Wedding Anniversaries 591
are effective on the walls—if one is willing to take a little trouble to prepare decorations.
The invitations may be written in green ink on birch bark or on paper that resembles it.
In the autumn, branches of glowing maples, wreathed about the chandelier like a great Japanese umbrella, would be effective, the other table decorations being kept to the more subdued russets, browns, and tawny yellows, with a dash of scarlet given by the candle-shades, made of natural maple leaves. Artificial ones are sold in the shops for place-cards with all the gay blendings of scarlet, green, and gold, than which nothing prettier for that purpose can be had. The names, done in raised gilt lettering and tied with bright ribbons, make pretty souvenirs of the occasion.
The menu might be composed only of dishes that we owe chiefly to the woodland. A game soup, better known as "puree de gibier," is delicious enough to make one forget that no oysters have been served. Brook trout, or any of the finny treasures of forest lakes, alone should be the choice of fish. A haunch of venison or venison steaks may come next, followed by partridge with watercress salad.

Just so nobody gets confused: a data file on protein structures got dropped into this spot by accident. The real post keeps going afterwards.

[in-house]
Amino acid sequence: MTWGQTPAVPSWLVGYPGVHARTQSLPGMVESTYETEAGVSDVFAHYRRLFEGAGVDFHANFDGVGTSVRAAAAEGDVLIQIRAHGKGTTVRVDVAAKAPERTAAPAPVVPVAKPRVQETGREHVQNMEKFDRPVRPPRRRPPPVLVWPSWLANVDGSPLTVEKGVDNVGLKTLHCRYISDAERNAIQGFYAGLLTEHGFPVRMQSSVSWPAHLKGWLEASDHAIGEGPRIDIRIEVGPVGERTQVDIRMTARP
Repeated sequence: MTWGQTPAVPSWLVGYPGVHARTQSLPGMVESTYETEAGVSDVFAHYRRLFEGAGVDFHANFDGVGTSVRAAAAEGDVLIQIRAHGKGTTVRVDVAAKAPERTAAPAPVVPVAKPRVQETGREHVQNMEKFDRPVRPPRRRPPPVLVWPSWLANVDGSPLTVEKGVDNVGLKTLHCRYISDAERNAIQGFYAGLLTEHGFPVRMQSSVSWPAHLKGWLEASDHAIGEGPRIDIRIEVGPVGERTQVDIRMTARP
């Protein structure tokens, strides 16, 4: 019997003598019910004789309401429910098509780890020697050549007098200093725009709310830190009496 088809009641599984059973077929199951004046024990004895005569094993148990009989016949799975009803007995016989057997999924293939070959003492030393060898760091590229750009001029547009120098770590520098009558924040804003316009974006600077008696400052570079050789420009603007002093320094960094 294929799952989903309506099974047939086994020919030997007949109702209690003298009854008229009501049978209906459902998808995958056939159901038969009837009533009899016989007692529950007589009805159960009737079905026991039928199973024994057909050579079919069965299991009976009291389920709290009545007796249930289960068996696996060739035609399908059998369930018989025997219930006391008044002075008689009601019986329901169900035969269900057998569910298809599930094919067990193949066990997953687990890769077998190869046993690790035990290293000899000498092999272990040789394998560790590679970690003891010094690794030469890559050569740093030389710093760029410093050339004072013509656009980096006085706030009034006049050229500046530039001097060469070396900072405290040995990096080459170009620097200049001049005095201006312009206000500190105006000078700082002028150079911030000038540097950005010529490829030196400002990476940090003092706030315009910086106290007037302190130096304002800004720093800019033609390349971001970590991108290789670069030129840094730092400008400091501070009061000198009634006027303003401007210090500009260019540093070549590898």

For the sweet course there is a dish called "Bibesco," made by a famous caterer, composed chiefly of chestnuts boiled, mashed, sweetened, and put through a colander, which gives the effect of vermicelli.
This toothsome material forms a ring three or four inches in thickness, the centre of which is heaped with whipped cream filled with nuts of various kinds, which have been previously steeped in sherry or maderia. Wild grapes and green filberts would be the ideal conclusion of this sylvan repast, but if not obtainable the grapes grown in gardens are not very different in flavour.